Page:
Alert: for the second time this week, this post is not about producing ebooks.
It’s not my habit to use this blog to promote books. I’m not big on marketing and promotion. I do urge my friends to read books all the time, sometimes to the point of obnoxiousness and sometimes will resort to gifting them books from Amazon so they HAVE to read whatever I’m excited about. But other than an occasional tweet or talking about books on my other blog (which I haven’t done enough of lately) I rarely do that with strangers.
Today, though, I want you to buy a book.
It’s a short story and it’s only .99 cents on Amazon. It’s about zombies, so it may not appeal to everybody. Maybe you could gift it to a friend. Or give it a tweet or a mention on Goodreads or whatever it is you happen to do. You could even read it and review it.
I get emails from folks who solved a problem or learned a new trick from reading this blog. They say thank you. I’ve had emails from folks who’ve dipped their toes in self-publishing waters and found out the water is just fine, and they say they got up the nerve to try because this blog encouraged them to do so. They say thank you. I’ve made friends who’ve helped me and I help them and there are thank you’s all around. I look at the search queries that bring visitors to this blog and it gives me a good feeling knowing they are finding some answers. It makes me feel useful and for that I feel thankful.
None of this would happened without one person. If you’ve learned something or felt inspired to self-publish or to make more beautiful ebooks or striven to meet new challenges because of something you’ve read on this blog, you should thank Marina Bridges.
I met Marina many moons ago on the eBay blogs. Our senses of humor clicked. When I found out that not only was Marina funny as could be, but that she wrote, too, I started bugging her for stories. When I began looking at self-publishing. I asked Marina if she’d be interested in being the “test” case, so to speak. She said yes and that’s how it started. We bought Kindles. We got hooked. I started the process of learning how to produce an ebook. Marina trusted me to get better. That’s a terrific quality in a friend, by the way. I’d propose something nutty and she’d say, “Um… okay,” and then I’d scamper off to do the nutty thing. Sometimes it worked and sometimes it didn’t, but she always had faith that I’d figure it out.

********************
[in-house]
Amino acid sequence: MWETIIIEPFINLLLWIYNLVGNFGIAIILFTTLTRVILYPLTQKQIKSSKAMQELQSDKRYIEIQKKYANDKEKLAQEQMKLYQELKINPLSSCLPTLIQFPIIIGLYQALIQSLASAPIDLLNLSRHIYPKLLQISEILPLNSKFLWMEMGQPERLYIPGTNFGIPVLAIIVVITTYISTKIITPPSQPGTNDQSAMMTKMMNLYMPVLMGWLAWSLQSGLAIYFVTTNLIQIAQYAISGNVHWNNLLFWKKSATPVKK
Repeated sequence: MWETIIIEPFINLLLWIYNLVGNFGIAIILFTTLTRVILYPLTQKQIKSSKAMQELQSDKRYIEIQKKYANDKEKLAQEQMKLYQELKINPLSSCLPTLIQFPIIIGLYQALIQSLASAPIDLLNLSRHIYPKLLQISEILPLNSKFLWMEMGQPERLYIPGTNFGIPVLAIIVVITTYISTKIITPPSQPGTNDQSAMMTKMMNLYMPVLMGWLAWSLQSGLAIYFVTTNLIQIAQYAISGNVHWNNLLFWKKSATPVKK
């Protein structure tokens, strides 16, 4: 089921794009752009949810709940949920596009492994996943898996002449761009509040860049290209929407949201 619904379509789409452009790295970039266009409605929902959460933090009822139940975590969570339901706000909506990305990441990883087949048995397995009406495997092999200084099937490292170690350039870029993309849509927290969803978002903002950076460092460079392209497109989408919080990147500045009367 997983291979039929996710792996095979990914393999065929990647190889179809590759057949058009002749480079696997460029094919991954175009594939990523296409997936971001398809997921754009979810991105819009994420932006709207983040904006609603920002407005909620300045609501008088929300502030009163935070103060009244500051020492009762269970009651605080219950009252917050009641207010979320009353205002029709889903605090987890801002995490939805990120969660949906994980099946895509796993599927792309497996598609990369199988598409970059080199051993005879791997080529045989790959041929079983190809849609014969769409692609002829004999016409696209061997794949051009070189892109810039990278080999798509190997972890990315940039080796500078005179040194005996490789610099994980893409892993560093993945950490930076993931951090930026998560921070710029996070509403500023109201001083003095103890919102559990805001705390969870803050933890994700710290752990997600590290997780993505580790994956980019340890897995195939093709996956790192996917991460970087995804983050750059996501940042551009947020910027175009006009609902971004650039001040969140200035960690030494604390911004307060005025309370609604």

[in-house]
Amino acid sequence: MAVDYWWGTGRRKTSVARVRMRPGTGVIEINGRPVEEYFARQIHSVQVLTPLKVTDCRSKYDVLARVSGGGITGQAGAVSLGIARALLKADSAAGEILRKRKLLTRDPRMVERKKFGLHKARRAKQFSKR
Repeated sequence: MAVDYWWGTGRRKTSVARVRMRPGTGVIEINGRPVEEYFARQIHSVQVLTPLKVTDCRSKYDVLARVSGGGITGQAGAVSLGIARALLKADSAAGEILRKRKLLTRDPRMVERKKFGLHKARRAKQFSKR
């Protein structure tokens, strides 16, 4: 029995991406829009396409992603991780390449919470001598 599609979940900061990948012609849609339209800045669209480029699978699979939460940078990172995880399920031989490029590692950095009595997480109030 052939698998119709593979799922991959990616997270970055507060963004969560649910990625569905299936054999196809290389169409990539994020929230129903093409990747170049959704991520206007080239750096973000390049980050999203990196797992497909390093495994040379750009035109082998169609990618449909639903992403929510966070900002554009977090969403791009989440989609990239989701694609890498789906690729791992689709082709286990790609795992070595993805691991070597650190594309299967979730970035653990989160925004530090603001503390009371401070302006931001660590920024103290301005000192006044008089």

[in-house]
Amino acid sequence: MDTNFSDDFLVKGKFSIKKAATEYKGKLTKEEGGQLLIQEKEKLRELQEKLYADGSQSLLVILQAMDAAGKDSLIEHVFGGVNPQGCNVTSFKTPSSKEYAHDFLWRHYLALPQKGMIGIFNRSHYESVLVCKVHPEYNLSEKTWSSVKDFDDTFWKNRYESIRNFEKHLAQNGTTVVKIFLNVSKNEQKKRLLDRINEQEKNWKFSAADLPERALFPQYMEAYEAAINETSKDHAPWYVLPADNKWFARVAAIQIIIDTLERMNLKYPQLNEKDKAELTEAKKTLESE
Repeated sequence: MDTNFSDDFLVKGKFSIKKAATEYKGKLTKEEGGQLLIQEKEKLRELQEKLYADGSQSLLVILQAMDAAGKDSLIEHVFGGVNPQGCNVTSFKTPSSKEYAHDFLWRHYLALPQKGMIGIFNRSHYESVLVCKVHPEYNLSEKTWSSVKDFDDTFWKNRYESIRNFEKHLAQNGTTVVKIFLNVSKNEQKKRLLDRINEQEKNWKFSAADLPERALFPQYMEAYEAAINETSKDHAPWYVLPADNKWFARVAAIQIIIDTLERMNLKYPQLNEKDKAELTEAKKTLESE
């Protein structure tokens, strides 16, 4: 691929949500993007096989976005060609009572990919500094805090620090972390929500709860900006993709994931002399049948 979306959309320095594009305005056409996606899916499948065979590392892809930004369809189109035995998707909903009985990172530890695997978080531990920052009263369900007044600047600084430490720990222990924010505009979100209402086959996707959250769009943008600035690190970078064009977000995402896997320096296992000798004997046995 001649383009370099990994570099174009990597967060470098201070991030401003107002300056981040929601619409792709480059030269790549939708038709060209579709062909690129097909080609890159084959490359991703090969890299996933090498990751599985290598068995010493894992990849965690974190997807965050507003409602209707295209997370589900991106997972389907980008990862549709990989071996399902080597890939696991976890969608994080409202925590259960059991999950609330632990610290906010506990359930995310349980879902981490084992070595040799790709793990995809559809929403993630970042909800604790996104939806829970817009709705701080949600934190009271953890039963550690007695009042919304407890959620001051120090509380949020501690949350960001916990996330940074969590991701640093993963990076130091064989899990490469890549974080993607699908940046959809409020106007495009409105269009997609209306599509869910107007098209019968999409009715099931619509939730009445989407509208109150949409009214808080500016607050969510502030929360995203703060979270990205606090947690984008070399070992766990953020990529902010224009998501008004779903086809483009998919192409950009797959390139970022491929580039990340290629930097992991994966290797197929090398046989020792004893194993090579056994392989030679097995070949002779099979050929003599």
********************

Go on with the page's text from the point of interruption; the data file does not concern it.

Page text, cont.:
She’s still my biggest supporter. Most days the chat box is open and she gets to “hear” me bitching about my computer or railing against my own idiocy when I screw something up. Whenever I figure something out or produce something nifty, I send her screenshots and she listens while I crow. It must bore her to tears when I’m problem-solving “out loud” about formatting issues, but she never says it does. She listens. When I’m feeling down, she writes stories and sends me snippets to make me laugh. (somehow, ahem, always forgetting to issue a spew alert)
She is the number one reason book production and self-publishing is fun for me. She doesn’t let me get too serious–she mocks me heartily when I do. She encourages me when I feel stupid and out of my league. She’s always ready to say, “Oh go ahead, you can do that.” She keeps it real and she keeps it fun.
There is no Thank You in the world big enough for that.
So. If you have ever felt the urge to say thank you to me for this blog, the very best way you can do that is to thank Marina and buy her short story. It’s a little thing, but it would mean the world to me.